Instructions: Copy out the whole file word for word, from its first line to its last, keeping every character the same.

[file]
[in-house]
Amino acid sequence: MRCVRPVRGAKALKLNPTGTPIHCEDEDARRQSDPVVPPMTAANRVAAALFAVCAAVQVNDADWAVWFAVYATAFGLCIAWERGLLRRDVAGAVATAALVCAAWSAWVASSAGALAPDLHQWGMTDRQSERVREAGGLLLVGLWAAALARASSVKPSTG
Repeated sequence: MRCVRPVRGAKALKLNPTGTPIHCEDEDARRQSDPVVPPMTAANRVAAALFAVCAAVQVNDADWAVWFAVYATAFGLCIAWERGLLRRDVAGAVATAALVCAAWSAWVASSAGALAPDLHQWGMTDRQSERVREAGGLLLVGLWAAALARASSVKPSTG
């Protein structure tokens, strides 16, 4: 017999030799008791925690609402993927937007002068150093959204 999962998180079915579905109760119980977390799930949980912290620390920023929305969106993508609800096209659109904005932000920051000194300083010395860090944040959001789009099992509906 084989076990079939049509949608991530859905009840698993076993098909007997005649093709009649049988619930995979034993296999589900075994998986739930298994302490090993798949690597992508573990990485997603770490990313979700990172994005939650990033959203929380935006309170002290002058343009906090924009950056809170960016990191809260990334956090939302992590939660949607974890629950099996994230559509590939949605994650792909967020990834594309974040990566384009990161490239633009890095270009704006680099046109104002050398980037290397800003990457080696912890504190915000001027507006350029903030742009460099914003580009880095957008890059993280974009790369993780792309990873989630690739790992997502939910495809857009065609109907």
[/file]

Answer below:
[in-house]
Amino acid sequence: MRCVRPVRGAKALKLNPTGTPIHCEDEDARRQSDPVVPPMTAANRVAAALFAVCAAVQVNDADWAVWFAVYATAFGLCIAWERGLLRRDVAGAVATAALVCAAWSAWVASSAGALAPDLHQWGMTDRQSERVREAGGLLLVGLWAAALARASSVKPSTG
Repeated sequence: MRCVRPVRGAKALKLNPTGTPIHCEDEDARRQSDPVVPPMTAANRVAAALFAVCAAVQVNDADWAVWFAVYATAFGLCIAWERGLLRRDVAGAVATAALVCAAWSAWVASSAGALAPDLHQWGMTDRQSERVREAGGLLLVGLWAAALARASSVKPSTG
């Protein structure tokens, strides 16, 4: 017999030799008791925690609402993927937007002068150093959204 999962998180079915579905109760119980977390799930949980912290620390920023929305969106993508609800096209659109904005932000920051000194300083010395860090944040959001789009099992509906 084989076990079939049509949608991530859905009840698993076993098909007997005649093709009649049988619930995979034993296999589900075994998986739930298994302490090993798949690597992508573990990485997603770490990313979700990172994005939650990033959203929380935006309170002290002058343009906090924009950056809170960016990191809260990334956090939302992590939660949607974890629950099996994230559509590939949605994650792909967020990834594309974040990566384009990161490239633009890095270009704006680099046109104002050398980037290397800003990457080696912890504190915000001027507006350029903030742009460099914003580009880095957008890059993280974009790369993780792309990873989630690739790992997502939910495809857009065609109907």